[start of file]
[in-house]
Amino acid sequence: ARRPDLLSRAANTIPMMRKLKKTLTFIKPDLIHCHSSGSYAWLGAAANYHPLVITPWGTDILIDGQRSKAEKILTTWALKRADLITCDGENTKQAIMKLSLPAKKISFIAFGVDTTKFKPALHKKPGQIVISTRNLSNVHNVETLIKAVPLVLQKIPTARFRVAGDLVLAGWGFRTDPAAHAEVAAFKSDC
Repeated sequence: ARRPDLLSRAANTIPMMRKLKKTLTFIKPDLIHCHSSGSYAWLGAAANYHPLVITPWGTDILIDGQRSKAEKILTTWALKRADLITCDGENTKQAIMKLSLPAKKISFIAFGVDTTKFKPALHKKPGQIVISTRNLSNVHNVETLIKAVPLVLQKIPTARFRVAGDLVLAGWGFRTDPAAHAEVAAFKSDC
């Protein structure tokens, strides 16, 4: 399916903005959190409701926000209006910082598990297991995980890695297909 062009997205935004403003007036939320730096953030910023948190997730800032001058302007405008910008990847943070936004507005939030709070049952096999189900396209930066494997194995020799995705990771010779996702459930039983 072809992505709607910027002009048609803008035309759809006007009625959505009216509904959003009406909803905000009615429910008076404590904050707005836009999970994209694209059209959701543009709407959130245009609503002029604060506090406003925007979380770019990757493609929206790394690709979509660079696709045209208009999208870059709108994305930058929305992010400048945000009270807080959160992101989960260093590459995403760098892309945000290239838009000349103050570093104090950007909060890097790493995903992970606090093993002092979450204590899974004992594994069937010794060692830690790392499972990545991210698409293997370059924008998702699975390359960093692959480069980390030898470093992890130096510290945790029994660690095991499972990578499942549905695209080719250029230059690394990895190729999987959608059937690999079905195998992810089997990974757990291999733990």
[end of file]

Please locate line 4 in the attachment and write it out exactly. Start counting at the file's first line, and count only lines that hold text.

């Protein structure tokens, strides 16, 4: 399916903005959190409701926000209006910082598990297991995980890695297909 062009997205935004403003007036939320730096953030910023948190997730800032001058302007405008910008990847943070936004507005939030709070049952096999189900396209930066494997194995020799995705990771010779996702459930039983 072809992505709607910027002009048609803008035309759809006007009625959505009216509904959003009406909803905000009615429910008076404590904050707005836009999970994209694209059209959701543009709407959130245009609503002029604060506090406003925007979380770019990757493609929206790394690709979509660079696709045209208009999208870059709108994305930058929305992010400048945000009270807080959160992101989960260093590459995403760098892309945000290239838009000349103050570093104090950007909060890097790493995903992970606090093993002092979450204590899974004992594994069937010794060692830690790392499972990545991210698409293997370059924008998702699975390359960093692959480069980390030898470093992890130096510290945790029994660690095991499972990578499942549905695209080719250029230059690394990895190729999987959608059937690999079905195998992810089997990974757990291999733990």